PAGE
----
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Secretary prevented from Proper Keeping of the Minutes


Guest Kevin

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I was recently asked to serve as Secretary to a condominium corporation.  The minutes currently record only the resolutions adopted, as the board members wish to 'speak only as a single unified voice'.

 

My concern is that our board members wish to remain anonymous, do not allow a record the votes to be kept (ie. tally of votes for and against), and will not allow a minority opinion to be recorded.  They do so, because our minutes are available to condo owners and they do not want to show any division among the board members.

 

I feel this goes against our responsibility to keep an accurate accounting of the proceedings; namely,

 

  • hiding critical facts from the owners who rely on us to manage their affairs;
     
  • giving no weight to the consideration of dissenting opinions that could inform future decisions taken by the Board; and by
     
  • keeping from our records any motions that were not resolved by majority vote.

 

Can the Board vote to keep such minimalist notes in our monthly board meetings?  What options do I have as Secretary to alter the method by which our minutes are kept?  Is my only option to resign this appointment, given the likely outcome will be for the Board to adopt no changes to the record keeping?  

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I was recently asked to serve as Secretary to a condominium corporation. The minutes currently record only the resolutions adopted, as the board members wish to 'speak only as a single unified voice'.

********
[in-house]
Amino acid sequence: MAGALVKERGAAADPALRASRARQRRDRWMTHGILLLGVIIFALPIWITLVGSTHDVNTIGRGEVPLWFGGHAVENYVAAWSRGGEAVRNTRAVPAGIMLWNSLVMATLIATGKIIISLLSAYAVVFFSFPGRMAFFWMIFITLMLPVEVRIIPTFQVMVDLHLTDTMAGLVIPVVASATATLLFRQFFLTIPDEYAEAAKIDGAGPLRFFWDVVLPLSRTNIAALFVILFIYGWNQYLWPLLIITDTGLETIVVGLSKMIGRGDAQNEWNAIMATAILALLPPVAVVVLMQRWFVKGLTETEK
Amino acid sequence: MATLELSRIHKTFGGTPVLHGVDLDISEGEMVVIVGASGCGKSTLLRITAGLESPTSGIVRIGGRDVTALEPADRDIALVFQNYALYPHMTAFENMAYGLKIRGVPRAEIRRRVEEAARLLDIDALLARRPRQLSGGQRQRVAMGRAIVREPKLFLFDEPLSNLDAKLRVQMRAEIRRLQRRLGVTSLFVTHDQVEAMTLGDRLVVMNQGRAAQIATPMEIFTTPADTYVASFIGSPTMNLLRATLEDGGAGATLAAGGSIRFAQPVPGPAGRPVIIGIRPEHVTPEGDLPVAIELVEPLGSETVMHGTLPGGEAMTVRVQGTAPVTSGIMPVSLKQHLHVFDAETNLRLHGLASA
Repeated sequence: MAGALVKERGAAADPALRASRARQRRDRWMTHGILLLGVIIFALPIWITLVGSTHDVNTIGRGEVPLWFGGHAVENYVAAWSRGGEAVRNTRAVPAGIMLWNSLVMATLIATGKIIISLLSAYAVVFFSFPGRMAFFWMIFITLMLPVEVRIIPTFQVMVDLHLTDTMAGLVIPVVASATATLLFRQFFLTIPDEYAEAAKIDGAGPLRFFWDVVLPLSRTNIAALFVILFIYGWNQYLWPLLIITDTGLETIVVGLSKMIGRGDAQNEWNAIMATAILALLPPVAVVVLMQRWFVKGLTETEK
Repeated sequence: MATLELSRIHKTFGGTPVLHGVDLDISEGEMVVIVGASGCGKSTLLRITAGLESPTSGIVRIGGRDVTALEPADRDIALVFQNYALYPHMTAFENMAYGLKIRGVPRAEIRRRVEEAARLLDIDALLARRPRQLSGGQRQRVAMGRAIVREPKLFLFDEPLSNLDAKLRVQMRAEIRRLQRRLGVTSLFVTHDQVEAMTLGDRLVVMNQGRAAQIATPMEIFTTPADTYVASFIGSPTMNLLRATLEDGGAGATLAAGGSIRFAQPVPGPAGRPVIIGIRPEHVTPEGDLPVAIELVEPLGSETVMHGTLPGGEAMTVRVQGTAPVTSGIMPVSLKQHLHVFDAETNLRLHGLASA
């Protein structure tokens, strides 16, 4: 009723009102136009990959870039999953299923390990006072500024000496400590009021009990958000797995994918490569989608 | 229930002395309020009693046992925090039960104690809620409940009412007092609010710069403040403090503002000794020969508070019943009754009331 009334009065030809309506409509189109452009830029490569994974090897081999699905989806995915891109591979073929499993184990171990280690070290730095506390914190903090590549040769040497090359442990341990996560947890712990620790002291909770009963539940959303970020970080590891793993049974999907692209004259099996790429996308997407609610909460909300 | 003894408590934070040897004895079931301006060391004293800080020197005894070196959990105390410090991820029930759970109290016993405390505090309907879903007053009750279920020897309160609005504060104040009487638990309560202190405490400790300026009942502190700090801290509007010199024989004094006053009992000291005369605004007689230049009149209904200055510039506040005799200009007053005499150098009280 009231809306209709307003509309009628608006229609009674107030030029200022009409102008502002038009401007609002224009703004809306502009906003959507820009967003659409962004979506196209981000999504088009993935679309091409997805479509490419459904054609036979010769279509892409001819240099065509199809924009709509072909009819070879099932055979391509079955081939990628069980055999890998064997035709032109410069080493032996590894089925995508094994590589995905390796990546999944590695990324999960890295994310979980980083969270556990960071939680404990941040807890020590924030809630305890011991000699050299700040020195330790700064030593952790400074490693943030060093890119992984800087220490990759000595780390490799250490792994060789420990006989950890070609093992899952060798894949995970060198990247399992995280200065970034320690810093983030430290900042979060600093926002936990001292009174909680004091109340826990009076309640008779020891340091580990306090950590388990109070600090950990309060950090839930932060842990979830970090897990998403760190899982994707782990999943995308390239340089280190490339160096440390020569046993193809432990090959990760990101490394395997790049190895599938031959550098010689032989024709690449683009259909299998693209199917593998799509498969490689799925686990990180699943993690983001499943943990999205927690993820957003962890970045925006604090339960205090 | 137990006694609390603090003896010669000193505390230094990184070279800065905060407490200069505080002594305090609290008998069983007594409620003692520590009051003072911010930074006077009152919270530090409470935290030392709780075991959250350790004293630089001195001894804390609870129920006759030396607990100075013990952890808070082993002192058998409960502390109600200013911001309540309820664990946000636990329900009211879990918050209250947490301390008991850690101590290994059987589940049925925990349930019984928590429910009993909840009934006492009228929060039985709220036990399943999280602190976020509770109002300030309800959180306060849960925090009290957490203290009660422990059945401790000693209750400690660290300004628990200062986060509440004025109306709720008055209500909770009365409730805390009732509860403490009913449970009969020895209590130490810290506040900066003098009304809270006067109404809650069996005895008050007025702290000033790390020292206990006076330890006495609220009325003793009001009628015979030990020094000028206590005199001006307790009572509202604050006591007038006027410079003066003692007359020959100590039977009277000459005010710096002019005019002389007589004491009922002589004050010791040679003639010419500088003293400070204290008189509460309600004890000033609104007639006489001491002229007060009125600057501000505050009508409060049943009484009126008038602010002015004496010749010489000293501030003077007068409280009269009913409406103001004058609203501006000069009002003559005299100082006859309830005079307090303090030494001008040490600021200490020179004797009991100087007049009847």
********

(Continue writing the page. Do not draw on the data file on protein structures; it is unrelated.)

My concern is that our board members wish to remain anonymous, do not allow a record the votes to be kept (ie. tally of votes for and against), and will not allow a minority opinion to be recorded. They do so, because our minutes are available to condo owners and they do not want to show any division among the board members.

I feel this goes against our responsibility to keep an accurate accounting of the proceedings; namely,

  • hiding critical facts from the owners who rely on us to manage their affairs;
  • giving no weight to the consideration of dissenting opinions that could inform future decisions taken by the Board; and by
  • keeping from our records any motions that were not resolved by majority vote.

The vote count only needs to be recorded if the board orders a counted vote, or if the vote is taken by ballot or roll call. I'm not quite sure what you mean by a "minority opinion," but I would note that the minutes are a record of what was done, not what was said. So my primary concern here is that only adopted motions are recorded. All main motions should be recorded, except those which were withdrawn.

Can the Board vote to keep such minimalist notes in our monthly board meetings?

Unfortunately, yes. The board is ultimately in control of its own minutes. You could start taking the minutes properly, but the board could "correct" them. Corrections are handled by majority vote if there is disagreement.

What options do I have as Secretary to alter the method by which our minutes are kept? Is my only option to resign this appointment, given the likely outcome will be for the Board to adopt no changes to the record keeping?

You alone cannot force the board to keep proper minutes. Whether you resign is up to you. In order to correct this practice, I would recommend informing the membership of the board's unfortunate practice regarding its minutes. The membership can take corrective action by ordering the board to change its practices regarding the minutes and, if necessary, by removing board members who refuse to comply. See FAQ #20.

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I was recently asked to serve as Secretary to a condominium corporation.  The minutes currently record only the resolutions adopted, as the board members wish to 'speak only as a single unified voice'.